70 Years Ago Gen. Eisenhower Awarded U.S. DSC to Capt. Frederic Thornton Peters

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ABOVE: Nov. 29, 1942 letter from Eisenhower (Peters Family Papers).

In the letter above, dated Nov. 29, 1942, Lt. Gen. Dwight D. Eisenhower, overall commander of Operation Torch, the Allied invasion of North Africa, advises the British Admiralty that he is awarding the U.S. Distinguished Service Cross to Acting Captain Frederic Thornton “Fritz” Peters of the Royal Navy.

The letter was forwarded to Peters’ mother as next-of-kin as a memento of her son who tragically died when the flying boat transporting him back to England crashed in heavy fog in Plymouth Sound in the evening of Nov. 13, 1942. It was likely sent to Mrs. Peters in 1943 by either Adm. A.M. Peters (no relation to Fritz) or Adm. Sir Frederick Dalrymple-Hamilton, both of whom served terms as Secretary of the Admiralty and wrote letters to Mrs. Peters in response to her inquiries after Fritz’s death. While A.M. Peters was a casual acquaintance of Fritz, Dalrymple-Hamilton was a longstanding friend and naval colleague who was a fellow student with Fritz at Cordwalles Boys School in Maidenhead in the 1901-1904 period. The letter was retained by Mrs. Peters and her descendants, and is part of the Peters Family Papers on which the new book “The Bravest Canadian — Fritz Peters, VC: The Making of a Hero of Two World Wars” is based.

In the letter Eisenhower applauds Peters for “extraordinary heroism during the attack on Oran, Morocco in the early morning of 8 November 1942”. It is interesting that Eisenhower mistakenly says Oran is in Morocco, when it is actually the second largest city of Algeria. This may have just been a clerical oversight, or it may be a reflection of Eisenhower’s poor knowledge of North Africa geography.

It is also interesting that Eisenhower says Gen. Lloyd Fredendall, in command of the Centre Task Force to capture Oran in Operation Torch, had made the recommendation for Fritz’s American DSC medal. Fredendall strongly disliked his British allies and encouraged his staff to mock them with fake English accents. At the time this letter was written, Eisenhower was still a strong supporter of Fredendall, but in February 1943, after the humiliating defeat at Kasserine Pass, Fredendall was replaced as commander of II Corps by Gen. George S. Patton, and sent back to the States.

Feature in Victoria’s “Monday Magazine” Nov. 8-12, 2012 Issue

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The above feature on “The Bravest Canadian — Fritz Peters, VC: The Making of a Hero of Two World Wars” appeared in Monday Magazine in Victoria during the week leading up to Remembrance Day. Great write-up, but note that the book is non-fiction biography — not a novel. The support of this high-quality publication is much appreciated.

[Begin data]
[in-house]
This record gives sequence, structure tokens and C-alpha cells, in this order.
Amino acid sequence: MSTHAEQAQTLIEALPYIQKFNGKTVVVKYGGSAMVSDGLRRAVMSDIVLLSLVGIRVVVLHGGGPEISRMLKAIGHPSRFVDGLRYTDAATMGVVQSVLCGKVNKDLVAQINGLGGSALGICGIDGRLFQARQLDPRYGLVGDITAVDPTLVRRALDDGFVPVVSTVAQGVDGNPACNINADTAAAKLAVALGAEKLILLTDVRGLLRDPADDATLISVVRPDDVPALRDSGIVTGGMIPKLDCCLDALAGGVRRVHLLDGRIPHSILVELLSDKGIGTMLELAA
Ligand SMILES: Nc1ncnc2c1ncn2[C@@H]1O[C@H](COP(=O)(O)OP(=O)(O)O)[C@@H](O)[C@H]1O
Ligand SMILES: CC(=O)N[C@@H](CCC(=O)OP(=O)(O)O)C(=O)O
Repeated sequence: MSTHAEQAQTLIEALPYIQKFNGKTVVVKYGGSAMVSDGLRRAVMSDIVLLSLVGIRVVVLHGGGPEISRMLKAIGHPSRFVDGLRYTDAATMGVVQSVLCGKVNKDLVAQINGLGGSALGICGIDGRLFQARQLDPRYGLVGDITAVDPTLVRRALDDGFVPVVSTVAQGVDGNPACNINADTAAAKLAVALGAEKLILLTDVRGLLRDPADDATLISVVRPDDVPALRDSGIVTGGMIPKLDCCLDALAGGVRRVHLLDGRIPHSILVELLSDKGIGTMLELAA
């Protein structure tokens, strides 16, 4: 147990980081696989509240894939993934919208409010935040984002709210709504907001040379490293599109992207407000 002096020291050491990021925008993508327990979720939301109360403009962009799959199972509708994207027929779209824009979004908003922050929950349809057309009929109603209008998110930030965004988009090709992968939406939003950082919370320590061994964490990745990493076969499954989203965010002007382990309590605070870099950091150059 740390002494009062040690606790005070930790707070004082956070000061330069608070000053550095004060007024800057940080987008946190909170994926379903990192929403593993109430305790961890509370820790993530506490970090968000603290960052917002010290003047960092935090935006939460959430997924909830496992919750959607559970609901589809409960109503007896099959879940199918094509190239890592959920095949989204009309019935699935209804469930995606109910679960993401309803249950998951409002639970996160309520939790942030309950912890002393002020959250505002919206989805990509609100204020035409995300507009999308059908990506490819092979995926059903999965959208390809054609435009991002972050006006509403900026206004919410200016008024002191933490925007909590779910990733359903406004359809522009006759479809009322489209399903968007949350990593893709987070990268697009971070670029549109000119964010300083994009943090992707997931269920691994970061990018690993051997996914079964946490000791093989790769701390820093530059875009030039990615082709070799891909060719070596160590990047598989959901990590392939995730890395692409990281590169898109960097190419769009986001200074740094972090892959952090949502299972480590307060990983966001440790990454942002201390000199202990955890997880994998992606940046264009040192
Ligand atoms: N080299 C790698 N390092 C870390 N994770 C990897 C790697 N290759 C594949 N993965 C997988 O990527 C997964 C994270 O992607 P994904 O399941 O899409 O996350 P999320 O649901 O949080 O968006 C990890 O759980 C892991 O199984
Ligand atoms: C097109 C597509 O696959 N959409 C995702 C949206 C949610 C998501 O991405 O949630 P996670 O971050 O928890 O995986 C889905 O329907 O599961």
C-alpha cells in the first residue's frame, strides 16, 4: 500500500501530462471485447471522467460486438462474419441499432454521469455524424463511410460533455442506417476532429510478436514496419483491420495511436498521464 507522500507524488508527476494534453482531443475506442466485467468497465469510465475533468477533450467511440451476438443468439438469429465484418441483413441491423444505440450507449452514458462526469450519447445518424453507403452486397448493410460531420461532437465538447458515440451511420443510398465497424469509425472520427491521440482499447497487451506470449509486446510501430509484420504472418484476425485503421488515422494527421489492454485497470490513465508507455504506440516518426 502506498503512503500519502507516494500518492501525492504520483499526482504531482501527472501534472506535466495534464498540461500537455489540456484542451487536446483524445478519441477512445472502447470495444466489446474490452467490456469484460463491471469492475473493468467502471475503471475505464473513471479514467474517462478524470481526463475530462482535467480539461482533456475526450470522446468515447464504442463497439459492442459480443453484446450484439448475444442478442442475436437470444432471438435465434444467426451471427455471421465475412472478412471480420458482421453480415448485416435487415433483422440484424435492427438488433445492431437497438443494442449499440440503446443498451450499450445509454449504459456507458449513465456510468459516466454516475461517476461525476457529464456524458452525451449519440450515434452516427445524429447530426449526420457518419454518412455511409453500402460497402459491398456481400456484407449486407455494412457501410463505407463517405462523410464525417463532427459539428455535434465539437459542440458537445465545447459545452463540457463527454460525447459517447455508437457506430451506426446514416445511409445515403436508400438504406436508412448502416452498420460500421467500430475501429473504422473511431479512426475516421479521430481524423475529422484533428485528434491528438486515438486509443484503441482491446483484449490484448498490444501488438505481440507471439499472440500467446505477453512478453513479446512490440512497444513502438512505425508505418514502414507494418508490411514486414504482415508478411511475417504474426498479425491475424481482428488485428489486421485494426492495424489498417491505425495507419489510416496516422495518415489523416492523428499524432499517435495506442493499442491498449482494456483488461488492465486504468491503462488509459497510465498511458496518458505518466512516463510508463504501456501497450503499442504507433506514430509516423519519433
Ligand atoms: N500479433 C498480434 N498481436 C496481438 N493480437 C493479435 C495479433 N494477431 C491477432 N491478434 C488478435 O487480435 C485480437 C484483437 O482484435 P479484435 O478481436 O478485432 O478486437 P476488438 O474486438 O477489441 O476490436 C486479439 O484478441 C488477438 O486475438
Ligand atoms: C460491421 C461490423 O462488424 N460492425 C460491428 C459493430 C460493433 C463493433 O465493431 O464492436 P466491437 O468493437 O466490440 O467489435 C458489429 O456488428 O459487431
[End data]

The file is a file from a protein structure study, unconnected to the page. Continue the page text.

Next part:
Author’s Presentation on Fritz Peters VC Nov. 10, 2012 at Royal B.C. Museum

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Author's Presentation on Fritz Peters VC Nov. 10, 2012 at Royal B.C. Museum

Telling the Fritz Peters Story at the Royal B.C. Museum

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By Sam McBride

Many thanks to the folks at the Royal British Columbia Museum in Victoria, B.C. for including my presentation and display about the book “The Bravest Canadian” and the life of Capt. Frederic Thornton “Fritz” Peters in their Remembrance Day program. 

While at the museum lobby-level exhibition area throughout the museum’s opening hours on Saturday, Nov. 10 and Sunday, Nov. 11 I enjoyed conversing with a steady stream of visitors, most of whom were learning about Fritz Peters for the first time. 

I also enjoyed meeting and chatting with fellow exhibitors and military history buffs such as Bart Armstrong and Paul Ferguson, both of whom were familiar with the story of Fritz Peters and his rare achievement of multiple medals for valour in both world wars.  Bart, who is a member of the Medal of Honor Historical Society of the United States, believes Canadians such as Fritz Peters who received the U.S. Distinguished Service Cross with the idea that it was the highest medal the U.S. could award to a non-American, should in fact have qualified for the Congressional Medal of Honor, as it had been awarded to non-Americans on other occasions.  He thinks the possibility exists that Fritz might retroactively receive the Medal of Honor.  What an incredible turn of events that would be!

Paul Ferguson’s presentation on visits to battlefields in Belgium, France and Turkey got me extremely interested in visiting Ypres where Fritz’s brothers Private John Francklyn Peters and Lieut. Gerald Hamilton Peters died in action and their cousin Second Lieut. Eric Skeffington Poole was executed for desertion.